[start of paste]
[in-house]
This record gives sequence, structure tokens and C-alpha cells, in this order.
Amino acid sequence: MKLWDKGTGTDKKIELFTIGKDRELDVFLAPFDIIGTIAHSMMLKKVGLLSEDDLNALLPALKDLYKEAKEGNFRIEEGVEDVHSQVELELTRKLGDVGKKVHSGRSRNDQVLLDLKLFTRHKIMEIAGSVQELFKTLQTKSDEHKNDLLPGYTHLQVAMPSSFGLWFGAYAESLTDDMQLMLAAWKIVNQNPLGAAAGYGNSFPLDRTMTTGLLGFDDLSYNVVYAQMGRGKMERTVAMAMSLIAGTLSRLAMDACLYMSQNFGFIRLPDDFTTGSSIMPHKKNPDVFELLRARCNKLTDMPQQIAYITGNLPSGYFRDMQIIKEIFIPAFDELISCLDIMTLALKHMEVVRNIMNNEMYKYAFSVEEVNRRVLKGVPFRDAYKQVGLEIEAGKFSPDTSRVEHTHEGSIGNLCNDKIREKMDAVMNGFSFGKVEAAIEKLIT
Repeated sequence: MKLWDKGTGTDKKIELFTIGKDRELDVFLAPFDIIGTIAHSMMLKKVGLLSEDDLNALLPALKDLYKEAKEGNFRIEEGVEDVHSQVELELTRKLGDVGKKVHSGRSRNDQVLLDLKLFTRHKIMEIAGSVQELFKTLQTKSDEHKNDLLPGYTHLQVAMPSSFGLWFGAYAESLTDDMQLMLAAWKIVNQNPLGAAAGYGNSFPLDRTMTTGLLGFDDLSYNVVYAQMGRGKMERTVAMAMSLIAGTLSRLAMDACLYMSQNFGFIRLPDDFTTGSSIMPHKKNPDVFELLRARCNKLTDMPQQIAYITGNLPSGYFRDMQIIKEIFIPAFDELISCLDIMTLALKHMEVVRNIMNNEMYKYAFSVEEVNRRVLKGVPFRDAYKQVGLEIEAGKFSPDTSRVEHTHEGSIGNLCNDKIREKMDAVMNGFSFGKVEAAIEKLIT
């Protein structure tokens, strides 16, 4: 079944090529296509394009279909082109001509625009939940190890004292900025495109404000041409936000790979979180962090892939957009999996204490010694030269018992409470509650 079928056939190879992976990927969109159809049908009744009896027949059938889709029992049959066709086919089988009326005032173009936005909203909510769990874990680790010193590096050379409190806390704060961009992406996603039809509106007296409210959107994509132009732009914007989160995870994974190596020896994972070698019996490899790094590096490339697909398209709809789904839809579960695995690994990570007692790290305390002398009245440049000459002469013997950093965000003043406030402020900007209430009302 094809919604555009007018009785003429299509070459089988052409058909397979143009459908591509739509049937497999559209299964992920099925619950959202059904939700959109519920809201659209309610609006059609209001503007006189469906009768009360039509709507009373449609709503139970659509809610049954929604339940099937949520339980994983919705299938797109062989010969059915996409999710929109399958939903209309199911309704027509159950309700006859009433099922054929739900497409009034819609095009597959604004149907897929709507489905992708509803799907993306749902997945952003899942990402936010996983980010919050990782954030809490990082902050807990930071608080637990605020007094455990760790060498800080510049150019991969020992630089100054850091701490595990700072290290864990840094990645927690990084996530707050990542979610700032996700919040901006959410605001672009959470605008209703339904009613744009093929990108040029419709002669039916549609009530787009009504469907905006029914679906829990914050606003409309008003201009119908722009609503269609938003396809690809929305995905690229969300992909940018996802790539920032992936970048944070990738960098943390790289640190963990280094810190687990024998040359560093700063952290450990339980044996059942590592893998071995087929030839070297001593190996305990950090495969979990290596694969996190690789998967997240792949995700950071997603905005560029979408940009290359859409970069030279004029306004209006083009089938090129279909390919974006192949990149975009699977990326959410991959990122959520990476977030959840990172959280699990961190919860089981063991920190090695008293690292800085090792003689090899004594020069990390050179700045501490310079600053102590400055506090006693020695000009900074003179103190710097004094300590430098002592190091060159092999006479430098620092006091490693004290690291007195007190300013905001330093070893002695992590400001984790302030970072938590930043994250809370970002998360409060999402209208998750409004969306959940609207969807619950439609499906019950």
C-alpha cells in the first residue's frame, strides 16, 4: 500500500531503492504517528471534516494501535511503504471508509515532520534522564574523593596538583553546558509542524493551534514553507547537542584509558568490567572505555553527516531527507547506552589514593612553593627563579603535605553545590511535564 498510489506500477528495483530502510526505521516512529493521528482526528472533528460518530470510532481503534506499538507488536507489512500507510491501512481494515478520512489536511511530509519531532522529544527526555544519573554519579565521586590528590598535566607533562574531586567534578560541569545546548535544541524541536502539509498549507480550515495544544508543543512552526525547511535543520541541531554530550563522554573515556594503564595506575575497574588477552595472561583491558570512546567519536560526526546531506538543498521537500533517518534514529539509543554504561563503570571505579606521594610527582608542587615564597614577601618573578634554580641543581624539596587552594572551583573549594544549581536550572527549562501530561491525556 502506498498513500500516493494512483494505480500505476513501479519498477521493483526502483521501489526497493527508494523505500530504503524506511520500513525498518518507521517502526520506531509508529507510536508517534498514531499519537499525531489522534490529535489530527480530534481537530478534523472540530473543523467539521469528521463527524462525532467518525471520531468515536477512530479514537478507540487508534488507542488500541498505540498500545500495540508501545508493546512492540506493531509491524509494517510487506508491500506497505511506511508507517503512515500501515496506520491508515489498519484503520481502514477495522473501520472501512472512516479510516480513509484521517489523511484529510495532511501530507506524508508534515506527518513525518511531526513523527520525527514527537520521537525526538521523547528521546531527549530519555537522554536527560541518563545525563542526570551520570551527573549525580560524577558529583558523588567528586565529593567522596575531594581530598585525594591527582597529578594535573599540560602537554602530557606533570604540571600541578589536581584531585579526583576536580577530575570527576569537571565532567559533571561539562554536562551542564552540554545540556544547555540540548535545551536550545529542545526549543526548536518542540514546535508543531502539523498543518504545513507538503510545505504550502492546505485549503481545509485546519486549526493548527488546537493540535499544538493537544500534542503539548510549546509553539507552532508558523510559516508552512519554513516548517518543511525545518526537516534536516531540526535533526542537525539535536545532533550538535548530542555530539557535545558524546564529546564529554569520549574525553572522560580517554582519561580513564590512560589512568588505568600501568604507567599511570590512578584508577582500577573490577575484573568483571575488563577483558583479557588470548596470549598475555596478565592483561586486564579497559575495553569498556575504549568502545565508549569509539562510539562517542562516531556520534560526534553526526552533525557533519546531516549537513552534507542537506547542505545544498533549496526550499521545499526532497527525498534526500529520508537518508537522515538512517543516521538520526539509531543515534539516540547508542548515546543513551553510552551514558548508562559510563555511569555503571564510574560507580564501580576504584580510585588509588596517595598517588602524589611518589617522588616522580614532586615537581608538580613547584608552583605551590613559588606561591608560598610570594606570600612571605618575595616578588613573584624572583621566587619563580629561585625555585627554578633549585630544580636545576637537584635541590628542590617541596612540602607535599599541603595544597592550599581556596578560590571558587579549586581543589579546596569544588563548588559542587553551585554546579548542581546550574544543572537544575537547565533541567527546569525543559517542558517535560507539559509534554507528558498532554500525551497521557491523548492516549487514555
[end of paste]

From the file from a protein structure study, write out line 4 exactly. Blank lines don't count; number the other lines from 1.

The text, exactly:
Repeated sequence: MKLWDKGTGTDKKIELFTIGKDRELDVFLAPFDIIGTIAHSMMLKKVGLLSEDDLNALLPALKDLYKEAKEGNFRIEEGVEDVHSQVELELTRKLGDVGKKVHSGRSRNDQVLLDLKLFTRHKIMEIAGSVQELFKTLQTKSDEHKNDLLPGYTHLQVAMPSSFGLWFGAYAESLTDDMQLMLAAWKIVNQNPLGAAAGYGNSFPLDRTMTTGLLGFDDLSYNVVYAQMGRGKMERTVAMAMSLIAGTLSRLAMDACLYMSQNFGFIRLPDDFTTGSSIMPHKKNPDVFELLRARCNKLTDMPQQIAYITGNLPSGYFRDMQIIKEIFIPAFDELISCLDIMTLALKHMEVVRNIMNNEMYKYAFSVEEVNRRVLKGVPFRDAYKQVGLEIEAGKFSPDTSRVEHTHEGSIGNLCNDKIREKMDAVMNGFSFGKVEAAIEKLIT